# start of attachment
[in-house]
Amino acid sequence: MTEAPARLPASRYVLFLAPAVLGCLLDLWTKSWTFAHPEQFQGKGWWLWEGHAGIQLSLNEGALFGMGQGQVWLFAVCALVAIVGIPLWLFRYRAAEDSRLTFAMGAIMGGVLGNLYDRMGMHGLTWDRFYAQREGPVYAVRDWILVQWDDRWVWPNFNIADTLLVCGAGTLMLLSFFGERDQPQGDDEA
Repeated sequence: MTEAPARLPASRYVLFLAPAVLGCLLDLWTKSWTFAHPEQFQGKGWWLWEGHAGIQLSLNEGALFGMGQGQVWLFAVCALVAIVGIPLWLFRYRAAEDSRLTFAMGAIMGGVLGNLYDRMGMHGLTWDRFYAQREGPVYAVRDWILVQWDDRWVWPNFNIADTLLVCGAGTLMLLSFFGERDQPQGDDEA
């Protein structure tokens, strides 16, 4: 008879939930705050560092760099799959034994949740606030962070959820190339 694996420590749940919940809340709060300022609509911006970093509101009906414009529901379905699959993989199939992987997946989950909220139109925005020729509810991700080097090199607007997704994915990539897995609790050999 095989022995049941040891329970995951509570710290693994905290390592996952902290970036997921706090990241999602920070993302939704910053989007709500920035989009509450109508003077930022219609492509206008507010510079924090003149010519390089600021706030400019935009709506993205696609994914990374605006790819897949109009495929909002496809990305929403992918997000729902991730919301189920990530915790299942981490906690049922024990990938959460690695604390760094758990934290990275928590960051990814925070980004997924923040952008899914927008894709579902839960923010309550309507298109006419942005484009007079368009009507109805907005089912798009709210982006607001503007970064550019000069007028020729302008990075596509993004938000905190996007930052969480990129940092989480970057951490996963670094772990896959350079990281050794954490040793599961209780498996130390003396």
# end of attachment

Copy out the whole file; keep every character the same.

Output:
[in-house]
Amino acid sequence: MTEAPARLPASRYVLFLAPAVLGCLLDLWTKSWTFAHPEQFQGKGWWLWEGHAGIQLSLNEGALFGMGQGQVWLFAVCALVAIVGIPLWLFRYRAAEDSRLTFAMGAIMGGVLGNLYDRMGMHGLTWDRFYAQREGPVYAVRDWILVQWDDRWVWPNFNIADTLLVCGAGTLMLLSFFGERDQPQGDDEA
Repeated sequence: MTEAPARLPASRYVLFLAPAVLGCLLDLWTKSWTFAHPEQFQGKGWWLWEGHAGIQLSLNEGALFGMGQGQVWLFAVCALVAIVGIPLWLFRYRAAEDSRLTFAMGAIMGGVLGNLYDRMGMHGLTWDRFYAQREGPVYAVRDWILVQWDDRWVWPNFNIADTLLVCGAGTLMLLSFFGERDQPQGDDEA
């Protein structure tokens, strides 16, 4: 008879939930705050560092760099799959034994949740606030962070959820190339 694996420590749940919940809340709060300022609509911006970093509101009906414009529901379905699959993989199939992987997946989950909220139109925005020729509810991700080097090199607007997704994915990539897995609790050999 095989022995049941040891329970995951509570710290693994905290390592996952902290970036997921706090990241999602920070993302939704910053989007709500920035989009509450109508003077930022219609492509206008507010510079924090003149010519390089600021706030400019935009709506993205696609994914990374605006790819897949109009495929909002496809990305929403992918997000729902991730919301189920990530915790299942981490906690049922024990990938959460690695604390760094758990934290990275928590960051990814925070980004997924923040952008899914927008894709579902839960923010309550309507298109006419942005484009007079368009009507109805907005089912798009709210982006607001503007970064550019000069007028020729302008990075596509993004938000905190996007930052969480990129940092989480970057951490996963670094772990896959350079990281050794954490040793599961209780498996130390003396």